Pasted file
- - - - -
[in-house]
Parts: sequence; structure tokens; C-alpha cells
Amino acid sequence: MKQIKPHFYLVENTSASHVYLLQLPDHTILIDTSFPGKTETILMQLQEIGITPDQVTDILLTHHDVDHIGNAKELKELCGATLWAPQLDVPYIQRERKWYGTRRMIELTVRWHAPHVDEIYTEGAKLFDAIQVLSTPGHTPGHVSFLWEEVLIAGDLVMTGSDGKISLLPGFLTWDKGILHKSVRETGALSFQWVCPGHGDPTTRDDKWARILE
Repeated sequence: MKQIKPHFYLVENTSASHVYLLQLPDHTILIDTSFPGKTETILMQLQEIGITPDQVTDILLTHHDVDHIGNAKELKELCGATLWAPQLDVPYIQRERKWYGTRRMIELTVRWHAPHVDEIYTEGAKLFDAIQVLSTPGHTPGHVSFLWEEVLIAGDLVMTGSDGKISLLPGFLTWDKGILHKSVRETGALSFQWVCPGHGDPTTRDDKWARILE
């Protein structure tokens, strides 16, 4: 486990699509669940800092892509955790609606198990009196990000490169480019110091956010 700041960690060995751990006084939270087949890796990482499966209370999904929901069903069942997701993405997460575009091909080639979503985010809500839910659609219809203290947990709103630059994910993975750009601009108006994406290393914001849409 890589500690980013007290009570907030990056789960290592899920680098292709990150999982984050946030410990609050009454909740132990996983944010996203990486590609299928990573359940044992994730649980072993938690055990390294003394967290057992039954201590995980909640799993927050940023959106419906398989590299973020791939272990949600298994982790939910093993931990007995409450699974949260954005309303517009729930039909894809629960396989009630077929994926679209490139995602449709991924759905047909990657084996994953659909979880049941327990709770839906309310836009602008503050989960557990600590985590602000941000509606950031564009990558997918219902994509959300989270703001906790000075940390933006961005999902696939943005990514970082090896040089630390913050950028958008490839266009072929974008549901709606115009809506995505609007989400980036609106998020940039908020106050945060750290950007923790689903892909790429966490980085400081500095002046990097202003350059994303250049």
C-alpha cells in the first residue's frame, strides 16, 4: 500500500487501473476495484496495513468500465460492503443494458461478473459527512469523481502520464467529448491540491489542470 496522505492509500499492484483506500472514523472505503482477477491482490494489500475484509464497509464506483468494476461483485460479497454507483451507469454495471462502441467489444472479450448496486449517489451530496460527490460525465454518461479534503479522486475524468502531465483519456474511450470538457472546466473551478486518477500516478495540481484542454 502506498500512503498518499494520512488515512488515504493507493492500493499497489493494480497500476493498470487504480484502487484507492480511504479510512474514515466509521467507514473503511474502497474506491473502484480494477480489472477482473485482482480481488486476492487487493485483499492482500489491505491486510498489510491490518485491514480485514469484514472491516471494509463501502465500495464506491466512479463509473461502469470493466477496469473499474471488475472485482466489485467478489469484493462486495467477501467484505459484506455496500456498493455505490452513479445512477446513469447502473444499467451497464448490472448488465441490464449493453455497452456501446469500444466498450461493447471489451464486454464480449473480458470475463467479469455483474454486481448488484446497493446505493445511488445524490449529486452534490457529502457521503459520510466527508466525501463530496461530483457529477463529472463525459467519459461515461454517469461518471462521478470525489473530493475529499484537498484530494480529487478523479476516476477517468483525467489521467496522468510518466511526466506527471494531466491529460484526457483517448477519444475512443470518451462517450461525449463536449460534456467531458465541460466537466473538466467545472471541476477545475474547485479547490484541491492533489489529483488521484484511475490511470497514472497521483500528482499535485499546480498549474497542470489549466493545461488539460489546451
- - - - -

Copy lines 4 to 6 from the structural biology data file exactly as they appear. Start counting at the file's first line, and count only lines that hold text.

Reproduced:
Repeated sequence: MKQIKPHFYLVENTSASHVYLLQLPDHTILIDTSFPGKTETILMQLQEIGITPDQVTDILLTHHDVDHIGNAKELKELCGATLWAPQLDVPYIQRERKWYGTRRMIELTVRWHAPHVDEIYTEGAKLFDAIQVLSTPGHTPGHVSFLWEEVLIAGDLVMTGSDGKISLLPGFLTWDKGILHKSVRETGALSFQWVCPGHGDPTTRDDKWARILE
């Protein structure tokens, strides 16, 4: 486990699509669940800092892509955790609606198990009196990000490169480019110091956010 700041960690060995751990006084939270087949890796990482499966209370999904929901069903069942997701993405997460575009091909080639979503985010809500839910659609219809203290947990709103630059994910993975750009601009108006994406290393914001849409 890589500690980013007290009570907030990056789960290592899920680098292709990150999982984050946030410990609050009454909740132990996983944010996203990486590609299928990573359940044992994730649980072993938690055990390294003394967290057992039954201590995980909640799993927050940023959106419906398989590299973020791939272990949600298994982790939910093993931990007995409450699974949260954005309303517009729930039909894809629960396989009630077929994926679209490139995602449709991924759905047909990657084996994953659909979880049941327990709770839906309310836009602008503050989960557990600590985590602000941000509606950031564009990558997918219902994509959300989270703001906790000075940390933006961005999902696939943005990514970082090896040089630390913050950028958008490839266009072929974008549901709606115009809506995505609007989400980036609106998020940039908020106050945060750290950007923790689903892909790429966490980085400081500095002046990097202003350059994303250049």
C-alpha cells in the first residue's frame, strides 16, 4: 500500500487501473476495484496495513468500465460492503443494458461478473459527512469523481502520464467529448491540491489542470 496522505492509500499492484483506500472514523472505503482477477491482490494489500475484509464497509464506483468494476461483485460479497454507483451507469454495471462502441467489444472479450448496486449517489451530496460527490460525465454518461479534503479522486475524468502531465483519456474511450470538457472546466473551478486518477500516478495540481484542454 502506498500512503498518499494520512488515512488515504493507493492500493499497489493494480497500476493498470487504480484502487484507492480511504479510512474514515466509521467507514473503511474502497474506491473502484480494477480489472477482473485482482480481488486476492487487493485483499492482500489491505491486510498489510491490518485491514480485514469484514472491516471494509463501502465500495464506491466512479463509473461502469470493466477496469473499474471488475472485482466489485467478489469484493462486495467477501467484505459484506455496500456498493455505490452513479445512477446513469447502473444499467451497464448490472448488465441490464449493453455497452456501446469500444466498450461493447471489451464486454464480449473480458470475463467479469455483474454486481448488484446497493446505493445511488445524490449529486452534490457529502457521503459520510466527508466525501463530496461530483457529477463529472463525459467519459461515461454517469461518471462521478470525489473530493475529499484537498484530494480529487478523479476516476477517468483525467489521467496522468510518466511526466506527471494531466491529460484526457483517448477519444475512443470518451462517450461525449463536449460534456467531458465541460466537466473538466467545472471541476477545475474547485479547490484541491492533489489529483488521484484511475490511470497514472497521483500528482499535485499546480498549474497542470489549466493545461488539460489546451